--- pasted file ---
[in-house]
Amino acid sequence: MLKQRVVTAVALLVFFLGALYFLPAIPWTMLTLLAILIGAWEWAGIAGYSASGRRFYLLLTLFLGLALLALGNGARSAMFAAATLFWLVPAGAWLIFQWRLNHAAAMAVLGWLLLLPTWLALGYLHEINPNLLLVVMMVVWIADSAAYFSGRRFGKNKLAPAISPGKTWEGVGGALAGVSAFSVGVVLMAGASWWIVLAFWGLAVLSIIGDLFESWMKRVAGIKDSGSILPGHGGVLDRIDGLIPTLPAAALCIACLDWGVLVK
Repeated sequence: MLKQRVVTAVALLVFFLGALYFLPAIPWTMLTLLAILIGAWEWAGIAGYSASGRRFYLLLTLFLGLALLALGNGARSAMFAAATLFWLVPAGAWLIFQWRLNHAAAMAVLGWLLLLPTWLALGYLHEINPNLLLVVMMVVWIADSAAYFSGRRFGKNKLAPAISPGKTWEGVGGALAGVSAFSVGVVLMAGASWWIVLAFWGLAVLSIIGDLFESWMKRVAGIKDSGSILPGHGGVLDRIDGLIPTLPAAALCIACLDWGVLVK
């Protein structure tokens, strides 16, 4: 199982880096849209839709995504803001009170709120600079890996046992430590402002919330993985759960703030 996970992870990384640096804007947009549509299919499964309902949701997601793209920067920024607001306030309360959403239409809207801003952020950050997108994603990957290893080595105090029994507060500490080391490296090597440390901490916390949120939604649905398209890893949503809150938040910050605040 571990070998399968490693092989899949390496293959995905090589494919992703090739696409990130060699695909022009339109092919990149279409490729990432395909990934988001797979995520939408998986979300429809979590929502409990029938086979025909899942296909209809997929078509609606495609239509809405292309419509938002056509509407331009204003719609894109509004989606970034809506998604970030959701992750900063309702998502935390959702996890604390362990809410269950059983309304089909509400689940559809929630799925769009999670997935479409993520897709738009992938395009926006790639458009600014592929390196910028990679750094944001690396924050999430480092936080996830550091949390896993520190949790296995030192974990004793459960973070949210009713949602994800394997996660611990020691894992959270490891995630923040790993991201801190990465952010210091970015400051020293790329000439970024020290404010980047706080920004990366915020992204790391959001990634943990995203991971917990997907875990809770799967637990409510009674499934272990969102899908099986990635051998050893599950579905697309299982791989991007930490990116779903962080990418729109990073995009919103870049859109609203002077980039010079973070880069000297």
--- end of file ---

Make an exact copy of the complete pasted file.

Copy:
[in-house]
Amino acid sequence: MLKQRVVTAVALLVFFLGALYFLPAIPWTMLTLLAILIGAWEWAGIAGYSASGRRFYLLLTLFLGLALLALGNGARSAMFAAATLFWLVPAGAWLIFQWRLNHAAAMAVLGWLLLLPTWLALGYLHEINPNLLLVVMMVVWIADSAAYFSGRRFGKNKLAPAISPGKTWEGVGGALAGVSAFSVGVVLMAGASWWIVLAFWGLAVLSIIGDLFESWMKRVAGIKDSGSILPGHGGVLDRIDGLIPTLPAAALCIACLDWGVLVK
Repeated sequence: MLKQRVVTAVALLVFFLGALYFLPAIPWTMLTLLAILIGAWEWAGIAGYSASGRRFYLLLTLFLGLALLALGNGARSAMFAAATLFWLVPAGAWLIFQWRLNHAAAMAVLGWLLLLPTWLALGYLHEINPNLLLVVMMVVWIADSAAYFSGRRFGKNKLAPAISPGKTWEGVGGALAGVSAFSVGVVLMAGASWWIVLAFWGLAVLSIIGDLFESWMKRVAGIKDSGSILPGHGGVLDRIDGLIPTLPAAALCIACLDWGVLVK
């Protein structure tokens, strides 16, 4: 199982880096849209839709995504803001009170709120600079890996046992430590402002919330993985759960703030 996970992870990384640096804007947009549509299919499964309902949701997601793209920067920024607001306030309360959403239409809207801003952020950050997108994603990957290893080595105090029994507060500490080391490296090597440390901490916390949120939604649905398209890893949503809150938040910050605040 571990070998399968490693092989899949390496293959995905090589494919992703090739696409990130060699695909022009339109092919990149279409490729990432395909990934988001797979995520939408998986979300429809979590929502409990029938086979025909899942296909209809997929078509609606495609239509809405292309419509938002056509509407331009204003719609894109509004989606970034809506998604970030959701992750900063309702998502935390959702996890604390362990809410269950059983309304089909509400689940559809929630799925769009999670997935479409993520897709738009992938395009926006790639458009600014592929390196910028990679750094944001690396924050999430480092936080996830550091949390896993520190949790296995030192974990004793459960973070949210009713949602994800394997996660611990020691894992959270490891995630923040790993991201801190990465952010210091970015400051020293790329000439970024020290404010980047706080920004990366915020992204790391959001990634943990995203991971917990997907875990809770799967637990409510009674499934272990969102899908099986990635051998050893599950579905697309299982791989991007930490990116779903962080990418729109990073995009919103870049859109609203002077980039010079973070880069000297």